Scientists report that adult stem cells isolated from humans with muscular dystrophy can be genetically corrected and used to induce functional improvement when transplanted into a mouse model of the disease.

NIH panel seeks to dispel stigma associated with fecal and urinary incontinence
An independent panel convened this week by the NIH found that fewer than half of individuals experiencing fecal or urinary incontinence -- the inability to control bowel movements or urination, respectively -- report their symptoms to healthcare providers without being prompted.

Predicting growth hormone treatment success
Growth hormone treatments work better on some children than on others, but judging which candidates will gain those vital inches in height is no simple task, according to research published today in the online open access journal BMC Medical Informatics and Decision Making.

Latest US policy in Iraq can lead to human rights abuses says Hebrew University researcher
US policy in Iraq courting tribal leaders may be yielding positive results in combating al-Qaida and stabilizing the country, but may also be repeating British policy of the previous century which led to severe human rights abuses, particularly against women, says a researcher at the Hebrew University of Jerusalem.

Molecular pathway appears crucial in development of pulmonary fibrosis
A study led by Massachusetts General Hospital researchers may have found a key mechanism underlying idiopathic pulmonary fibrosis, a usually fatal lung disease for which transplantation is the only successful treatment.

'Combinatorial' approach squashes software bugs faster, cheaper
NIST software researchers, working with the University of Texas, are developing an open-source tool that uses an emerging approach called 'combinatorial testing' to catch programming errors.

Truck-safe bamboo bridge opens in China
In China, bamboo is used for furniture, artwork, building scaffolding, panels for concrete casting and now, truck bridges.

Experts call for better research into link between women's hormones and mood disorders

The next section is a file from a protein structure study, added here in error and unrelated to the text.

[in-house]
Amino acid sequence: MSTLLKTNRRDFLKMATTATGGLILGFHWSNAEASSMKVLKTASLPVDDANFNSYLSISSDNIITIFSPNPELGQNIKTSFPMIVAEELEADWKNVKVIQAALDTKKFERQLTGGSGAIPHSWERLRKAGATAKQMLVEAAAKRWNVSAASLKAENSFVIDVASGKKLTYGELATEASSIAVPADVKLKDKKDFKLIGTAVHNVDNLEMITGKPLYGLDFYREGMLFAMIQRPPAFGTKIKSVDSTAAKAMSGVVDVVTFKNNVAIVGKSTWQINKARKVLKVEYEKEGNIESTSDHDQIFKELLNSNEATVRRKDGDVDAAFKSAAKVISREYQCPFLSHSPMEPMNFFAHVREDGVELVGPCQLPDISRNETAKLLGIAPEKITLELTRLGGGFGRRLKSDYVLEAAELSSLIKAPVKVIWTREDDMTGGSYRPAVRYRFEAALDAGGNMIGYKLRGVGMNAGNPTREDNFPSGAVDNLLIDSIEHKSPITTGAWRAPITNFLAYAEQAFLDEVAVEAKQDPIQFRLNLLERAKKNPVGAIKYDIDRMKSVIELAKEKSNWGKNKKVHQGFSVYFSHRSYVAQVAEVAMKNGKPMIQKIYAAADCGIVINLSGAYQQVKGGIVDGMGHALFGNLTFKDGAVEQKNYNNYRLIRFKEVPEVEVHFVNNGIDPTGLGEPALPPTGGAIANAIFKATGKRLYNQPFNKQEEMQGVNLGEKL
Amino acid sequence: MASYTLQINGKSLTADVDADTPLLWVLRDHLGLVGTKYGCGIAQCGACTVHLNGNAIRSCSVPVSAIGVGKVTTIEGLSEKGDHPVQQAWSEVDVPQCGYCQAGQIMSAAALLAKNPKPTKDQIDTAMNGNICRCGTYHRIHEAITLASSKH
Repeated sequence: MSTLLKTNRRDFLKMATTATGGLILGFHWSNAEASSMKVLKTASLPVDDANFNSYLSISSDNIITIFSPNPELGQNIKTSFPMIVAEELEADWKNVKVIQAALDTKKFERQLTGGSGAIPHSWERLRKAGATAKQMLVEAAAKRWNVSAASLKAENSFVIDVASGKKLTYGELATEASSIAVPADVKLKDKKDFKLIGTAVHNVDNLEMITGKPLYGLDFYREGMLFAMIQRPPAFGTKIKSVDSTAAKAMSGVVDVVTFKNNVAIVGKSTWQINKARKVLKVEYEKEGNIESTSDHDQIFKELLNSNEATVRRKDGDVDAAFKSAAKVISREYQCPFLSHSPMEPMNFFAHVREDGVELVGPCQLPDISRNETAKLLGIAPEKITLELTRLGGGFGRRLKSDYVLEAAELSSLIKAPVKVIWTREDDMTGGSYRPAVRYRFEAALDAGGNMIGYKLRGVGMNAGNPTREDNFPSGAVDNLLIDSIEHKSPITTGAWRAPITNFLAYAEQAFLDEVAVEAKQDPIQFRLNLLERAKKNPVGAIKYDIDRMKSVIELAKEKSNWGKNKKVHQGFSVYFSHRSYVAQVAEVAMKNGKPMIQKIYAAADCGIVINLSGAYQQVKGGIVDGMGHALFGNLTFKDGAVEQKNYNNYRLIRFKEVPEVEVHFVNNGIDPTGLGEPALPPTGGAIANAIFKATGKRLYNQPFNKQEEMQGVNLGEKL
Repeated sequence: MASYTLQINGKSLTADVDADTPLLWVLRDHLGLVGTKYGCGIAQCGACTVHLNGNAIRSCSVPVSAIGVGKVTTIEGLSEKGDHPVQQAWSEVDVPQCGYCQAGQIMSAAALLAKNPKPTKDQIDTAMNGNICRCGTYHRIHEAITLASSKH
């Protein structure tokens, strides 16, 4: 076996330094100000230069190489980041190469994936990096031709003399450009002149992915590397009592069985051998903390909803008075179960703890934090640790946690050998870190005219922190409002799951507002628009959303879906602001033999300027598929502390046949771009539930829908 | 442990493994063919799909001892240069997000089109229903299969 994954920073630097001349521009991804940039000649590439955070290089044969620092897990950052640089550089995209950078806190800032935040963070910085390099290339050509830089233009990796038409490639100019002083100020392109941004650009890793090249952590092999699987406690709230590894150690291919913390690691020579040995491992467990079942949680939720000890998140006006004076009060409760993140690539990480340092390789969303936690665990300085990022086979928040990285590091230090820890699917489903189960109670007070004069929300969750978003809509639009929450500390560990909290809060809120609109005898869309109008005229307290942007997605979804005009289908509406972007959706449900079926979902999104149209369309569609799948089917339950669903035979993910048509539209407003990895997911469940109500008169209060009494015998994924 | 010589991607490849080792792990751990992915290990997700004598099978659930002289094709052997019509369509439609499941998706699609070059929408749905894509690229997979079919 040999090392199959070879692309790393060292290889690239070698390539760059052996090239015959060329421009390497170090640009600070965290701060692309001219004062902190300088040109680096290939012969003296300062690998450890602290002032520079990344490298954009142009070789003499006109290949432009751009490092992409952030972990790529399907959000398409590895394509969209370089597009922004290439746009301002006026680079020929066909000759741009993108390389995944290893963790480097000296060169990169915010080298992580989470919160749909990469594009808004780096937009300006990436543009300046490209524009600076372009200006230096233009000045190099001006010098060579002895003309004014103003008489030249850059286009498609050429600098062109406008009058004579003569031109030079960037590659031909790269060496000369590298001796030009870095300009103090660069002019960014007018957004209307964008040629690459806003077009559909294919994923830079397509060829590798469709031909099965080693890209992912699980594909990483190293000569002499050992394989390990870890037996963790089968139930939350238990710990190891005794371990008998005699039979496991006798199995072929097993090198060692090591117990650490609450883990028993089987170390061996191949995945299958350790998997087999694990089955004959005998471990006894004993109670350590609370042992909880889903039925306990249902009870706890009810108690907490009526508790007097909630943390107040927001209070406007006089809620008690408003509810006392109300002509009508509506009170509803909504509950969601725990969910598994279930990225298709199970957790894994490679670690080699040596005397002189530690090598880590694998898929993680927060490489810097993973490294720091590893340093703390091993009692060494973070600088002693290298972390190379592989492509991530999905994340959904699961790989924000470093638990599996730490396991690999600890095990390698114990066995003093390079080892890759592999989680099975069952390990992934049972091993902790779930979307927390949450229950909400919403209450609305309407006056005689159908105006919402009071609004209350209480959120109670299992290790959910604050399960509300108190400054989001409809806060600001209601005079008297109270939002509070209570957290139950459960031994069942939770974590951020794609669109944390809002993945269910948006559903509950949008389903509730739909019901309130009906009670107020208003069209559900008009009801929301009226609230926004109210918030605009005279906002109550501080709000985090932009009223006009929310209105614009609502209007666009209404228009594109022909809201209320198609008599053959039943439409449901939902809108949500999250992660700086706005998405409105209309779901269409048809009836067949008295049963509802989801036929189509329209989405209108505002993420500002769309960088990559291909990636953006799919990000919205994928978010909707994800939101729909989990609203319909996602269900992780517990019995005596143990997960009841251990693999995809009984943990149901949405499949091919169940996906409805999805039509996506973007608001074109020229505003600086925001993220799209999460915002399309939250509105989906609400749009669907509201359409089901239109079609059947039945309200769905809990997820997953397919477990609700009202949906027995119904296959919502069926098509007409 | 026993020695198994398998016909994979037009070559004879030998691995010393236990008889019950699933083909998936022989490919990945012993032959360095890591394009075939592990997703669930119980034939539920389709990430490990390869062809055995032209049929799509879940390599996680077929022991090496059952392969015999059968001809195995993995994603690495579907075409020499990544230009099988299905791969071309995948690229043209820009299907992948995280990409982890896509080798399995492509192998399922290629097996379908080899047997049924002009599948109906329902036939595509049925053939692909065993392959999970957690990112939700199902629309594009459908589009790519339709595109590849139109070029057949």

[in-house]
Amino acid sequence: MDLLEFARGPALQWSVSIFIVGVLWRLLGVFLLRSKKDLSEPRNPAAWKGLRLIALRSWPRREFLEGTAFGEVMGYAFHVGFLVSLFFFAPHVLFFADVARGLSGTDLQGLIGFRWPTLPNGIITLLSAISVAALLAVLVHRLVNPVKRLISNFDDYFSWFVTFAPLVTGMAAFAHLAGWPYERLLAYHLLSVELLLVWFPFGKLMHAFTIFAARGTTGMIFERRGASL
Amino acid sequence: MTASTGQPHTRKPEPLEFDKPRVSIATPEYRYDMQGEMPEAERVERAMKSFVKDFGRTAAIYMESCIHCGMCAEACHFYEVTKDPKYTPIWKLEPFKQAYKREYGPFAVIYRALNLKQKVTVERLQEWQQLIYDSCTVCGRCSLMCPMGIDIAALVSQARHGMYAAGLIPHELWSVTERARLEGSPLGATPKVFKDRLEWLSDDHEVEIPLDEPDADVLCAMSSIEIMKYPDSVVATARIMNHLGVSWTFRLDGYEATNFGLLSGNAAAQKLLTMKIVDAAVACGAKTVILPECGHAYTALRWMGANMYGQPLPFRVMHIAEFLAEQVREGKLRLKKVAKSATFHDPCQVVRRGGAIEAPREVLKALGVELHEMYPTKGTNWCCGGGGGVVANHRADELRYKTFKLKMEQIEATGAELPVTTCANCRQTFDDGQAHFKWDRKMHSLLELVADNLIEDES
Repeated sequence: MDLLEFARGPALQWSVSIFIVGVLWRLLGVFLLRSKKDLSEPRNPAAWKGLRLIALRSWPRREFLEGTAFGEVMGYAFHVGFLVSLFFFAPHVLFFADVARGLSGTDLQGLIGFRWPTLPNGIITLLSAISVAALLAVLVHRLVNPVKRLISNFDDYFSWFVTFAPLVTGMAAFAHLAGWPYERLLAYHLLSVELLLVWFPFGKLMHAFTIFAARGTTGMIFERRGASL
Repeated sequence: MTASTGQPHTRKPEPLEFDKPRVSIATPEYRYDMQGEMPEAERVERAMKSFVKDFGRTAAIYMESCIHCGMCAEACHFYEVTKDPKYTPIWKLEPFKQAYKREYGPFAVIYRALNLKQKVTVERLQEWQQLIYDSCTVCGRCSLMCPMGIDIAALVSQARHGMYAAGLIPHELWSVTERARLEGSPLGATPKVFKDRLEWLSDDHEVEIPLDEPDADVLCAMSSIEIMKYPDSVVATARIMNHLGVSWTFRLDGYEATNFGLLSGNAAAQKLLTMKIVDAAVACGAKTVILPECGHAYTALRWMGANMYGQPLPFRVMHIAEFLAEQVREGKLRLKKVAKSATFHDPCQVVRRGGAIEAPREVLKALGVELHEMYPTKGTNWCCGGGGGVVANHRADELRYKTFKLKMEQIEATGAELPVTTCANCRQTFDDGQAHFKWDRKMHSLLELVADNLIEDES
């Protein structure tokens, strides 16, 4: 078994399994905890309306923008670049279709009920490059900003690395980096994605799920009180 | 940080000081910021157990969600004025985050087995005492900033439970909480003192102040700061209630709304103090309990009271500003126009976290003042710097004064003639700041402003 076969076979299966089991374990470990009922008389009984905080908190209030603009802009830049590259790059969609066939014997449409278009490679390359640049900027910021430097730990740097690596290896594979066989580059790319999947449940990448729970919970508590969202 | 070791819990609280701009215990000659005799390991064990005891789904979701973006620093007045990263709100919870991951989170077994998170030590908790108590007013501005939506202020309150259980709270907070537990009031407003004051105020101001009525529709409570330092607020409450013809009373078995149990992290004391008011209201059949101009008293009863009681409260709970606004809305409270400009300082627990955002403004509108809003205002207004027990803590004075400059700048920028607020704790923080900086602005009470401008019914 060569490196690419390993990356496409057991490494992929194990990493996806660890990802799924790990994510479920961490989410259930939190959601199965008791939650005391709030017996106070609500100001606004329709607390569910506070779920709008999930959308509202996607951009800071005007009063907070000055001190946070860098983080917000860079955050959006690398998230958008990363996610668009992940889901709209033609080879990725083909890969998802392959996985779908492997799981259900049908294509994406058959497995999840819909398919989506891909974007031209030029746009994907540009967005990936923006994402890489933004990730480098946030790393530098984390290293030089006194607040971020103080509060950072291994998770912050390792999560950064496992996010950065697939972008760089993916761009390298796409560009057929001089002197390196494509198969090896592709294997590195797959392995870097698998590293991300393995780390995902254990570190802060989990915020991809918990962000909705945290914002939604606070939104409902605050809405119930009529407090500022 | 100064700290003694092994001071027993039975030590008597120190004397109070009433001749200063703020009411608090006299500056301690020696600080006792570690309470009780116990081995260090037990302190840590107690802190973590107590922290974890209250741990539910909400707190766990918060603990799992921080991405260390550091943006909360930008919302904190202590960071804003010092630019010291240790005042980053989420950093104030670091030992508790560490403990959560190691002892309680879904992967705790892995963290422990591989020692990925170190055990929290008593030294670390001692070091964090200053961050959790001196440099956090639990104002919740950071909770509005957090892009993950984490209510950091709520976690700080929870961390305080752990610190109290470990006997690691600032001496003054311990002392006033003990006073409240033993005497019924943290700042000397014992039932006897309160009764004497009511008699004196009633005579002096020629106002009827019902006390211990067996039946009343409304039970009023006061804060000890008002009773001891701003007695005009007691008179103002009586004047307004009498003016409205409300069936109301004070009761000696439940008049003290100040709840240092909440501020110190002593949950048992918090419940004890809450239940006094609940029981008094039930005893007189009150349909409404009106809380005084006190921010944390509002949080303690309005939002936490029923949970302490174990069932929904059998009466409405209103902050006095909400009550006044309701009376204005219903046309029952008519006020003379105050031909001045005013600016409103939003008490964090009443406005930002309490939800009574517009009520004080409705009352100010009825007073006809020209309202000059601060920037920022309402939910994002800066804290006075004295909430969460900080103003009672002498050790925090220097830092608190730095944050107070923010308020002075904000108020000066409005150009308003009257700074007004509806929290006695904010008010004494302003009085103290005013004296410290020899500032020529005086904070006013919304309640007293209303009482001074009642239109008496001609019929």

In a recently published study, women's health experts from the University of Alberta argue there is an urgent need for carefully designed, gender-specific research to better understand the relationship of female sex hormones to mood states and disorders.

Primitive early relative of armadillos helps rewrite evolutionary family tree
A team of US and Chilean scientists working high in the Andes have discovered the fossilized remains of an extinct, tank-like mammal they conclude was a primitive relative of today's armadillos.

Cholesterol-lowering drugs and the risk of hemorrhagic stroke
People taking cholesterol-lowering drugs such as atorvastatin after a stroke may be at an increased risk of hemorrhagic stroke, or bleeding in the brain, a risk not found in patients taking statins who have never had a stroke.

Mayo Clinic article offers data about shingles virus
When a vaccine to prevent shingles was approved for use in 2006, the Food and Drug Administration recommended the vaccine for people age 60 and older who previously had chickenpox.

Wind power explored off California's coast
Stanford researchers have completed the first detailed study ever done to assess the potential for building wind farms offshore along the California coastline.

Agro-dealer networks to reach 1.6 million rural farmers in Africa with essential farm supplies
Launching an intensive effort to revive small-scale farming and agricultural markets hobbled by the scarcity and high costs of basic farm supplies such as seed, tools and fertilizer, the Alliance for a Green Revolution in Africa has awarded $13 million in grants to establish nationwide networks of rural agro-dealers in Malawi, Tanzania and Kenya.

Genetic differences influence aging rates in the wild
Long-lived, wild animals harbor genetic differences that influence how quickly they begin to show their age, according to the results of a long-term study reported online on Dec.

GRACE team awarded prize for satellite mission
A team of German and US scientists receive the Pecora Award for outstanding geo satellite mission on gravity and climate.

Brain-computer link systems on the brink of breakthrough, study finds
Systems that directly connect silicon circuits with brains are under intensive development all over the world, and are nearing commercial application in many areas, according to a study just placed online. is a participant in the Amazon Services LLC Associates Program, an affiliate advertising program designed to provide a means for sites to earn advertising fees by advertising and linking to